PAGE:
Houseplants can be intimidating when you’ve never taken care of them before. But like any other skill, you can get better with practice.
So the best thing to do is start out with a hardy, easy plant so you can dip your toes in the wonderful world of houseplants.
You’ve got to start somewhere, and there’s no better beginner houseplant than a spider plant.
They’re easy to care for, hard to kill, and they’re also beautiful and amazing for improving the air quality in your home.
Here’s a closer look at spider plants and how to raise one of your very own
A brief history of spider plants
Spider plants are native to southern Africa and made a splash as a common parlor plant during the Victorian era.
They’re usually displayed in hanging pots due to the dangling offshoots they produce.
This is also where they get their name, because the “babies” look like little spiders hanging from silken threads.
They’re also known as spider ivy, St. Bernard’s lily, airplane plant (because the offshoots also look a bit like airplane propellers), and ribbon plant because of their long, slender, striped leaves that resemble ribbons.
As a member of the lily family, spider plants also produce tiny white flowers in the summer. In our opinion, they’re just as beautiful without them, and therefore a perfect year-round indoor plant.
Why they’re easy to maintain
Spider plants are great for houseplant newbies because they don’t require a lot of water or direct sunlight, they tolerate a wide variety of temperatures, and they aren’t picky about soil as long as they’re able to drain properly.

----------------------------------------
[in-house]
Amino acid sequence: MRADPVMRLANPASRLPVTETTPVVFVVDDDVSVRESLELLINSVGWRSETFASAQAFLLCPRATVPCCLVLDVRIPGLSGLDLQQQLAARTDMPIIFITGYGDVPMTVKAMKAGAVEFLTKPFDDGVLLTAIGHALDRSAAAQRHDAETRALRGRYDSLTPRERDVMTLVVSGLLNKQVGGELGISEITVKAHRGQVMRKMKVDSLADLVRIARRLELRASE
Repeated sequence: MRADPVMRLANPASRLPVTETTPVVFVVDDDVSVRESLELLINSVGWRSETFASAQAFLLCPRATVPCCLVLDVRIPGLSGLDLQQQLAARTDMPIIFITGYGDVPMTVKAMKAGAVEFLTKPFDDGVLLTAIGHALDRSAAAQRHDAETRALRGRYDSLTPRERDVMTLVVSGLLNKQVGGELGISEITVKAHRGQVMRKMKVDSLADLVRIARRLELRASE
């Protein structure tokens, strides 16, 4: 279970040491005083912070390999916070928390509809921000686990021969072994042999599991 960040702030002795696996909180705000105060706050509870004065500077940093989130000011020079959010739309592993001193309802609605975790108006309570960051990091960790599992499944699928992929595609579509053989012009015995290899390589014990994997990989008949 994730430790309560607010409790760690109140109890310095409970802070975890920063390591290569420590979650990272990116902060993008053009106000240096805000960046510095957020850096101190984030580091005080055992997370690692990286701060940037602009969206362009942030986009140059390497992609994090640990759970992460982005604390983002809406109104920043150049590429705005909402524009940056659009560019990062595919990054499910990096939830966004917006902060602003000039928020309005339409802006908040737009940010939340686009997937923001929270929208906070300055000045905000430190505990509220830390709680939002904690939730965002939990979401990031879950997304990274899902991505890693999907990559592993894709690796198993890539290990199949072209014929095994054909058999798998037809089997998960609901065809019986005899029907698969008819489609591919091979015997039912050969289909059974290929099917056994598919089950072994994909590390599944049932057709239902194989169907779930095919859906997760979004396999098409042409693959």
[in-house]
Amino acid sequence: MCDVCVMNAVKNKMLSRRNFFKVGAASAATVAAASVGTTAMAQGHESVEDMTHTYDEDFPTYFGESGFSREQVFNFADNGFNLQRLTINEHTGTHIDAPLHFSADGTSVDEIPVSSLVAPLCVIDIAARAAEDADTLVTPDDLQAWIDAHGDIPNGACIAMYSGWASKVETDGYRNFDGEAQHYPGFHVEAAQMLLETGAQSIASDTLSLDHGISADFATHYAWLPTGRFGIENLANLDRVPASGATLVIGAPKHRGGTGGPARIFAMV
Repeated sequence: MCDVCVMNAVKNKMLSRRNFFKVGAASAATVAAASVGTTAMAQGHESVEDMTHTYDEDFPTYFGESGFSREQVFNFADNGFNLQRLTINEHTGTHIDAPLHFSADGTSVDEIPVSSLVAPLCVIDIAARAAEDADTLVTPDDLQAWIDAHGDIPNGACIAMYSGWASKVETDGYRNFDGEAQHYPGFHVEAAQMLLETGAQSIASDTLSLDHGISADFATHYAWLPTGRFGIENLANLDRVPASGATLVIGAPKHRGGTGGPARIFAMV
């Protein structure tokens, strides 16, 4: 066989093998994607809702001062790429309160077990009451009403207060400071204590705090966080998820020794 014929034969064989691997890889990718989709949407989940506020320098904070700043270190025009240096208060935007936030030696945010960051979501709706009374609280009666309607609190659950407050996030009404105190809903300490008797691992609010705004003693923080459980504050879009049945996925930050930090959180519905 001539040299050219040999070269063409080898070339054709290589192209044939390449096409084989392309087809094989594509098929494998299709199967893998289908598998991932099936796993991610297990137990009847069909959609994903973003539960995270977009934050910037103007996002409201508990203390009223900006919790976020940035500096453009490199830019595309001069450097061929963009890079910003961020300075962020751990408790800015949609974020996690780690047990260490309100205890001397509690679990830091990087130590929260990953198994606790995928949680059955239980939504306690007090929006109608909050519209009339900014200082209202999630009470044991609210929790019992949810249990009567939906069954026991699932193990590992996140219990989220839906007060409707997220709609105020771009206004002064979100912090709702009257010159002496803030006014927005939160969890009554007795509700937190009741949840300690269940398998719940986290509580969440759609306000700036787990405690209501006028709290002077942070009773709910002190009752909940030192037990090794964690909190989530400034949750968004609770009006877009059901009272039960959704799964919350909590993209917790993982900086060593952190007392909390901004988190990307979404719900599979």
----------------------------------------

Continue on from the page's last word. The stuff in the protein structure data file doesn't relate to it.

They’re also non-toxic to pets, so they’re a great plant to have around if you want to add some life to your space without harming your furry friends.
Spider plants are also amazing for purifying the air in your home! In fact, they were found by NASA to remove 95% of formaldehyde from a sealed chamber in just 24 hours.
If you live in a polluted area or big city, spider plants are your best friend!
Try several plants if you have a large space, or just keep a plant buddy in an area where you spend a lot of time, like your bedroom or office.
Ready for your first spider plant? Here’s what to look for.
If you get a mature spider plant from the store, look for a perky plant with with green and white striped leaves (though some plants are solid green, and that’s fine too).
You just want to avoid brown spots or yellowing. Also stay away from plants with limp or wilting leaves.
You can also propagate spider plants from another spider plant! Remember those little offshoots? If you have a friend with a spider plant, you can start your own plant from one of their plant’s babies.
To do this, place one of the babies in a pot of soil without cutting it off from the mother plant. Water the baby regularly until it puts down roots. Once it’s rooted into the soil, you can cut the stem and move it away from the mother plant. Simple!
How to Care for Your Spider Plant
Spider plants are very low-maintenance.
When you get your spider plant, plant it in organic potting soil that drains well in a pot with drainage. Water you plant about every 10-14 days, or a bit more if your home is hot and bright. Make sure the soil is almost dry when you water, and discard the extra water that drains out of the pot.
Place your plant in indirect sunlight or near a grow light, but don’t put it right in a south facing window. It could burn!
If you really want to baby your plant, use a liquid fertilizer twice per week in the spring and fall as well.
Spider plants grow pretty quickly, but they do well in pots. You don’t need to worry about repotting until the roots are very visible, which happens about every other year.
If you’ve been nervous about trying houseplants, give spider plants a try! They’re simple, beautiful, and are a healthy and lovely addition to any home.